Inside Out

Inside Out (2015)

Inside Out
8/10 by 4624 users

Growing up can be a bumpy road, and it's no exception for Riley, who is uprooted from her Midwest life when her father starts a new job in San Francisco. Like all of us, Riley is guided by her emotions - Joy, Fear, Anger, Disgust and Sadness. The emotions live in Headquarters, the control center inside Riley's mind, where they help advise her through everyday life. As Riley and her emotions struggle to adjust to a new life in San Francisco, turmoil ensues in Headquarters. Although Joy, Riley's main and most important emotion, tries to keep things positive, the emotions conflict on how best to navigate a new city, house and school.

Release Date:June 9, 2015
Genres:Comedy, Animation, Family
Production Company:Walt Disney Pictures, Pixar Animation Studios, Walt Disney Studios Motion Pictures
Production Countries:United States of America
Director:Pete Docter, Derek Williams, Mark Sanford
Writers:, , , ,
Casts:, , , , , , , , , , , , , , , , , , , , , , , , , , , , , , , , , , , , , , , , , , , , , , , , , , , , , , , , , , , , , , , ,
Plot Keywords:dream, cartoon, imaginary friend, animation, family, moving, kids, unicorn, duringcreditsstinger, pixar, 3d, emotions
  • Entertaining, But Not As "On Point" As Other Pixar Efforts
    February 27, 2017
    Toy Story...Wall-E...Up...Finding Nemo...etc. When a company (Pixar) makes films of that caliber, it is a difficult task to keep "upping the ante" with subsequent releases. While "Inside Out" is (at the very least) entertaining, it doesn't quite live up to the bar of greatness set by previous Pixar installments.
    For a basic plot summary, "Inside Out" tells the story of an 11-year old girl named Riley (voiced by Kaitlyn Dias), who is moving from Minnesota to San Francisco. This is obviously a big change in Riley's life, and it is when we are introduced to the emotions inside her head: Joy (Amy Poehler), Sadness (Phyllis Smith), Fear (Bill Hader), Anger (Lewis Black), & Disgust (Mindy Kaling). All of Riley's outward emotions are controlled by these core emotions in the "command center" of her brain. As Riley struggles to acclimate to her new home, school, and environment, these emotions struggle to figure out their place in the overall scheme of her personality.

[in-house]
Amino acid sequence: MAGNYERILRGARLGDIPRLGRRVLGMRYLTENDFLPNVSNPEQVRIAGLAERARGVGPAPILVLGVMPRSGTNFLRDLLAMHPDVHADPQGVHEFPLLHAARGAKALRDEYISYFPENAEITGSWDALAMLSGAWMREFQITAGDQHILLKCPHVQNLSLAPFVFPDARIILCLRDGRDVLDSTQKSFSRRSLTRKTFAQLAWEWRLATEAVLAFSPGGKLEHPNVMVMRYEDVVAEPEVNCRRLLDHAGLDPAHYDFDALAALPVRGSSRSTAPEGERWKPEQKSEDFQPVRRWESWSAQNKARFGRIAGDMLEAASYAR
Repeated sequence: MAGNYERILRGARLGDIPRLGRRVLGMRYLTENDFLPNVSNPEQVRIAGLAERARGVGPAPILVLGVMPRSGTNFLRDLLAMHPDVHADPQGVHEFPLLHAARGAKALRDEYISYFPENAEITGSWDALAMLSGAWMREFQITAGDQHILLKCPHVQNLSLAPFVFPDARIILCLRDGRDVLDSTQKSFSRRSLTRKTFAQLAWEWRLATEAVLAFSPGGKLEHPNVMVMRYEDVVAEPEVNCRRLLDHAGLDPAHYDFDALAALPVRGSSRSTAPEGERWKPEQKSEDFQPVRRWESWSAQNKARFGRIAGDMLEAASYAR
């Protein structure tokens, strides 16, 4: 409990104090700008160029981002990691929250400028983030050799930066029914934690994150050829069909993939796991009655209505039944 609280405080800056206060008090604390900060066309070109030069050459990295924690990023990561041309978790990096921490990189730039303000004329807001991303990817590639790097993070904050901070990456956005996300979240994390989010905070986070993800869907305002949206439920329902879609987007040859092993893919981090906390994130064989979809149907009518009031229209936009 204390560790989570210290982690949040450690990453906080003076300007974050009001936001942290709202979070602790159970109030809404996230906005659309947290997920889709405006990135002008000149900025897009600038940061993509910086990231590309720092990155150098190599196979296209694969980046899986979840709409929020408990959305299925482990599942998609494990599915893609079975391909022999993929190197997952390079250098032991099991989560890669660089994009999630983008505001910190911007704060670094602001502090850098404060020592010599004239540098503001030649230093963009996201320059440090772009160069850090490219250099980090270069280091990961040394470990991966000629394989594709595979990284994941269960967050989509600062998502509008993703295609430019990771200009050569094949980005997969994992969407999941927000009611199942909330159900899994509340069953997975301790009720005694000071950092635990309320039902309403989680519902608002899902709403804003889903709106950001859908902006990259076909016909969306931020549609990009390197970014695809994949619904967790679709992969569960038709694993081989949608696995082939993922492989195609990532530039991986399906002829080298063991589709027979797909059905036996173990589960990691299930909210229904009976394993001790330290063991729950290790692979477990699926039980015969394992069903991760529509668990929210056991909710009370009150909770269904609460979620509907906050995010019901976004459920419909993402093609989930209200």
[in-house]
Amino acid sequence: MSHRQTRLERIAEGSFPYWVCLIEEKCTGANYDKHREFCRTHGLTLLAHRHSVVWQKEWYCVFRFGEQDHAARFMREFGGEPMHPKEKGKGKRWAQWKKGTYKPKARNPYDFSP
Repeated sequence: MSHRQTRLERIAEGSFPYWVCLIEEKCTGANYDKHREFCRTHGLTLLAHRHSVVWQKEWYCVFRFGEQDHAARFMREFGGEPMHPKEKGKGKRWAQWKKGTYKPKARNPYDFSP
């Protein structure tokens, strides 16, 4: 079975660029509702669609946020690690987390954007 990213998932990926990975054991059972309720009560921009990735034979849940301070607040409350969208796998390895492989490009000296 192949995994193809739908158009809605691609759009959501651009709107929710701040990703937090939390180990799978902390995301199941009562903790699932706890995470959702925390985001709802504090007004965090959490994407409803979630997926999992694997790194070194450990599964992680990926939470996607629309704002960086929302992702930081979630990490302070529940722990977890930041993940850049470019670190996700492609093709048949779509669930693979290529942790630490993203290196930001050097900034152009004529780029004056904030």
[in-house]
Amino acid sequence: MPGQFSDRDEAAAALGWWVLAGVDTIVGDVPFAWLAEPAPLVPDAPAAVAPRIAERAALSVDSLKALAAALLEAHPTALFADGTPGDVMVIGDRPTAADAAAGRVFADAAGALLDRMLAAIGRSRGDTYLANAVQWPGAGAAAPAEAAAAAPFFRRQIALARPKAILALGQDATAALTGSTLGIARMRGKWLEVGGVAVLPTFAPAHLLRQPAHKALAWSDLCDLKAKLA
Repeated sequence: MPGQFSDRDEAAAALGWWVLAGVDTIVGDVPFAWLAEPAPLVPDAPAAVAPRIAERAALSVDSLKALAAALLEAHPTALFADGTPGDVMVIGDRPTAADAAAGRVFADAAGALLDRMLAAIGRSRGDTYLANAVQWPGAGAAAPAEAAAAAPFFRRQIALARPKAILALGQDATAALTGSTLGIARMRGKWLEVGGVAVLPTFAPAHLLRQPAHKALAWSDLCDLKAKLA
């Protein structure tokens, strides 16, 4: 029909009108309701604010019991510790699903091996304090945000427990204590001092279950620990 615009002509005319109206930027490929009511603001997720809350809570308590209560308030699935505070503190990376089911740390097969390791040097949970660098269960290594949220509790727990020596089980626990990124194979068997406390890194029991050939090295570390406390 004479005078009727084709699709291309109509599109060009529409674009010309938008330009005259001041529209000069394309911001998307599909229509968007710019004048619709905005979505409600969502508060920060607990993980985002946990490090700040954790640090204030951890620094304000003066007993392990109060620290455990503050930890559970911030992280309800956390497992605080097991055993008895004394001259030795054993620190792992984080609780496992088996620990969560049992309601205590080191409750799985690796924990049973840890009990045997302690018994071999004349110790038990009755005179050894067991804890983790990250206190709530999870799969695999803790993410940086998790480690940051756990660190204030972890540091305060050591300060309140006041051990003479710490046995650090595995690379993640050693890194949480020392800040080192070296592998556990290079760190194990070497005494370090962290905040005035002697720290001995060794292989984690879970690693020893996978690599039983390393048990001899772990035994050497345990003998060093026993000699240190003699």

The concept behind "Inside Out" is original and entertaining. It's fun/interesting to see our emotions represented like that, and it provides for both some very happy/uplifting, as well as very sad/depressing, moments throughout. In terms of original concept and interesting ideas, "Inside Out" may actually be one of Pixar's best.
    However, I found the execution of those ideas to be only so-so. I had two complaints (this is coming from an adult perspective, of course) while watching the movie...
    1. When the camera "pulls back" to see Riley interacting with her parents and environment, that is when this film works the best. However, a majority of the film is spent inside Riley's brain dealing with the emotions themselves. For example, a subplot involving Joy being separated from the command center takes up quite a bit of time. I just wish things could have been a bit more balanced.
    2. More so than any other Pixar film, "Inside Out" seems to really "go for the cry", so to speak. I've never been in a theater where so many sniffles and even outright sobbing could be heard. I have no problem with that at face value, as great films are supposed to grab at the emotions, but this one just felt expressly made to do so. I shed some tears at the end of "Toy Story 3" and at the beginning of "Up", but I really feel that was because those montages were so well-made and natural to the plot of those films. With "Inside Out", at times I felt like the entire point of the experience was to have parents bawling.
    That being said, even though this one didn't rank as high as other Pixar efforts in my book, it was still fun to watch. I thoroughly enjoyed the unique concept and really liked the parts where the emotions in Riley's (and her parents') brain directly influence conversations and interactions in the real world. Highly recommended for all audiences and (as usual) perfect for families. But be warned: if you are a parent, you might want to keep a few tissues handy.